24 Jul

Lemonade

This past Thursday, I went out for a run. On the way home, I passed a lemonade stand. There was a huge team out there — at least five kids, maybe more. They had a sign that said “Lemonade $4.”

I told you these kids were relentless. Four dollars!? That’s insane.

As I was approaching, I heard them shouting to anyone who would listen, “Lemonade and Rice Krispie treats!” As I went running by, they targeted me with their pitch. All five of them.

“Lemonade!”

“Lemonade and Rice Krispie treats!”

“Lemonade!”

“Money goes to the tsunami victims!”

I turned my head at this last one. I thought, Wait, what? Are you serious?

I shouted, “I don’t have money. I’ll come back.”

They responded, “Okay!”

When I got home, I told Eileen about it. We leashed up the dog, grabbed 8 dollars (!) and walked down Kendall Ave. to the stand, which was about 7 blocks from our house. When we got to the corner of Kendall and Allen, about 3 blocks from our house, we were met by 4 kids who really wanted to pet Tember. We smiled as they gushed over her and then they said, “we have a lemonade stand over there.” Relentless, I tell you.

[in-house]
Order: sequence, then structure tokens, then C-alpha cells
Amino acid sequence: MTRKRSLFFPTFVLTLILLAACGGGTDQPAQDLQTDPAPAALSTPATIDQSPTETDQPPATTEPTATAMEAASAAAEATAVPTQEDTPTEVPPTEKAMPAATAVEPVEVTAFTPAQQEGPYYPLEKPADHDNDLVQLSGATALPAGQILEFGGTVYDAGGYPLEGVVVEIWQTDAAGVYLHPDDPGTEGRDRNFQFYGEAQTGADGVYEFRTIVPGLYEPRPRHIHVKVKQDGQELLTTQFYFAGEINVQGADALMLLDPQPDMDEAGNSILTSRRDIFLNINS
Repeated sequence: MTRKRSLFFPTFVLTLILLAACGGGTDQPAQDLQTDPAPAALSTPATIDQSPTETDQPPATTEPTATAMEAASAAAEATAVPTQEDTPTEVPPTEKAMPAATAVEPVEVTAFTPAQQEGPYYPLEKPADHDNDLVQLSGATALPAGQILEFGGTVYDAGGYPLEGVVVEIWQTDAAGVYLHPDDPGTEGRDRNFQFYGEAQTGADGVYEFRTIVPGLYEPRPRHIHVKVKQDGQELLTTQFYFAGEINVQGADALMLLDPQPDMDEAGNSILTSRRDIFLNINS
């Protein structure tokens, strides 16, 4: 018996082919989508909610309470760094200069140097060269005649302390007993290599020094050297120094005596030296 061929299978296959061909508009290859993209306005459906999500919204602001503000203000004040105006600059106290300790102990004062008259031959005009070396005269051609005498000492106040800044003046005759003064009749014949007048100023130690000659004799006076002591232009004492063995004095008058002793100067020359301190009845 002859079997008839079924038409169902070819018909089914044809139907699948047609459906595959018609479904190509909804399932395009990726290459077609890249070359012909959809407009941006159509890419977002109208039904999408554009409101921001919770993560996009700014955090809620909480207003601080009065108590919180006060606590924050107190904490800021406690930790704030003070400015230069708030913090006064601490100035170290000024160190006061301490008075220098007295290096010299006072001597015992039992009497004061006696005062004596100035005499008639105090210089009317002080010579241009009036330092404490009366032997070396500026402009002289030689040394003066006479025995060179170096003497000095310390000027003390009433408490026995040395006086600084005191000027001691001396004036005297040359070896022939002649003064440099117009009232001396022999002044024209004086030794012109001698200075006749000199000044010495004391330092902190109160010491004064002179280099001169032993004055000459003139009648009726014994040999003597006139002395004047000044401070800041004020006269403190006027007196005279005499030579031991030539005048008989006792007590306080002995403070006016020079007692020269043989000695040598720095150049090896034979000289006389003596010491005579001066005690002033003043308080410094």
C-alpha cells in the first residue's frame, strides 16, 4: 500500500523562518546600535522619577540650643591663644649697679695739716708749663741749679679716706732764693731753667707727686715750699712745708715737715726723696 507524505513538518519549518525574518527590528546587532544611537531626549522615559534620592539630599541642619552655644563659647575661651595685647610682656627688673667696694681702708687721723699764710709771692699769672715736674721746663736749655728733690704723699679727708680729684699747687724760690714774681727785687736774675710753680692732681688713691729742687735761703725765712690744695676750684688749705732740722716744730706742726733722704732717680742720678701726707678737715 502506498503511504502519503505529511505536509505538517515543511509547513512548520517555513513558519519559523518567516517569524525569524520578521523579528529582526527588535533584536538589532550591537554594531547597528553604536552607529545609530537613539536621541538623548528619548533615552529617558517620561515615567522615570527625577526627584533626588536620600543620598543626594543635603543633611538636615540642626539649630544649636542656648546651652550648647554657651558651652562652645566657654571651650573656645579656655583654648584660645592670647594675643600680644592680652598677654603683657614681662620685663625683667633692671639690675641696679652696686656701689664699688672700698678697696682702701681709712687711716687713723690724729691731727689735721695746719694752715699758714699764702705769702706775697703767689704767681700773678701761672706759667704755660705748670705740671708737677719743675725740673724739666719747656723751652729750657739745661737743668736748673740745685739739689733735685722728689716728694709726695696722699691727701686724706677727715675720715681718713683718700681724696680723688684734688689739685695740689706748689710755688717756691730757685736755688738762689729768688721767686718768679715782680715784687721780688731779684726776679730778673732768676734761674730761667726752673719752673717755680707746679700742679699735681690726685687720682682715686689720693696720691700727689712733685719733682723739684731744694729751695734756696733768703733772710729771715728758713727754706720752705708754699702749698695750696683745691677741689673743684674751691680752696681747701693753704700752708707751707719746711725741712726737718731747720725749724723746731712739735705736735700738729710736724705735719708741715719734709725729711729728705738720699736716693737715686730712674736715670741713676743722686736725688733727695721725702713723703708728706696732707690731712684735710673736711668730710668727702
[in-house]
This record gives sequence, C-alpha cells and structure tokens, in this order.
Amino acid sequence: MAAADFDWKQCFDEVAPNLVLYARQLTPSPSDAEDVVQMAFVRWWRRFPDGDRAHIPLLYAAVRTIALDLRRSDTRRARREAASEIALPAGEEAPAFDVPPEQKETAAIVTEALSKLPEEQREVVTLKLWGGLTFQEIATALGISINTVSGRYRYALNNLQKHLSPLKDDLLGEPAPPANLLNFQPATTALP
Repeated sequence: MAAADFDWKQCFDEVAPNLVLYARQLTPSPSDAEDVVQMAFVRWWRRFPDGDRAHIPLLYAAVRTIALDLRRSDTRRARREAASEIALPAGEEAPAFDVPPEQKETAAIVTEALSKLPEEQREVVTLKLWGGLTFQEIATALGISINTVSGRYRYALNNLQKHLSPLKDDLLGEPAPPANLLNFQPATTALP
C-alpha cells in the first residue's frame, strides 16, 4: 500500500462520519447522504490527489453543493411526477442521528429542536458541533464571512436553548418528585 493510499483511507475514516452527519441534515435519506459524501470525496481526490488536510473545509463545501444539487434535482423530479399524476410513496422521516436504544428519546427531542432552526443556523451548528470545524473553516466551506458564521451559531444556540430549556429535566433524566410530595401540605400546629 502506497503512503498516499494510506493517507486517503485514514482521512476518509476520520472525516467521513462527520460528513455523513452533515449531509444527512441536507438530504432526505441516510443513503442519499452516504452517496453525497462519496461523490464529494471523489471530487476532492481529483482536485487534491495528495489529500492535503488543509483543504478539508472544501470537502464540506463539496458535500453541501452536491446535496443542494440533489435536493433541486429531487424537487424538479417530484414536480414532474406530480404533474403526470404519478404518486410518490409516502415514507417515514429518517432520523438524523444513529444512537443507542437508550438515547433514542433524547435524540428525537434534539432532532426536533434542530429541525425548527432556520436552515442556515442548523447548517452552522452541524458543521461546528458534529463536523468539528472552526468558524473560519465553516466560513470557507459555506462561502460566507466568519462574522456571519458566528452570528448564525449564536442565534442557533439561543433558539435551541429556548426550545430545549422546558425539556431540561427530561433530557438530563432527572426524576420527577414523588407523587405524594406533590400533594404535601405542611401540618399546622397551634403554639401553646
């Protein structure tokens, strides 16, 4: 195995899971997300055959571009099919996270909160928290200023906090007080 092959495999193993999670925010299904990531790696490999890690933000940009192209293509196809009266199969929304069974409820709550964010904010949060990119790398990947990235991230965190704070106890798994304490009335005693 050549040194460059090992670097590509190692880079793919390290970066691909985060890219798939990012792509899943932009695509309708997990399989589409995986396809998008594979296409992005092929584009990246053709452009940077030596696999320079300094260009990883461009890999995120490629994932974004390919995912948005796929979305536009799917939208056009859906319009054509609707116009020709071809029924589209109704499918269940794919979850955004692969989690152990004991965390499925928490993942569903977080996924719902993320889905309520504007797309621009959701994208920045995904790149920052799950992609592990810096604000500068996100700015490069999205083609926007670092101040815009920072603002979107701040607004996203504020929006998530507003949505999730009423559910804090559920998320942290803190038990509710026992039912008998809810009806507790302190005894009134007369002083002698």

We let Tember off the leash and she walked/jogged with the kids until we called her back. We would then allow her to run up to the kids, who were a good 30 yards ahead of us. When we finally arrived at the stand, one of the boys was bragging about how cheap the lemonade powder mix was. I asked how much the lemonade was.

“Twenty five cents.”

And the rice krispie treats?

“Fifty cents.”

I checked the sign. It still said $4. I said, “Okay, we’ll take two lemonades and two rice krispie treats.” They poured our drinks while a little girl asked if Tember would bite. Eileen said, “no, but sometimes she licks people.”

The little girl giggled and said, “yeah, she just licked me.”

I gave the “cashier” two dollars. She said thanks. I waited. By my calculations, I had 50 cents coming.

A little boy whispered, “Did they pay us?”

The cashier showed no signs of knowing that she owed us 50 cents. On the one hand, you want to teach a lesson in good business — i.e. don’t cheat people out of their money. On the other hand, you’re a jackass to demand 50 cents from some kids who are donating the money to the tsunami victims.

We left. They all said bye to Tember.

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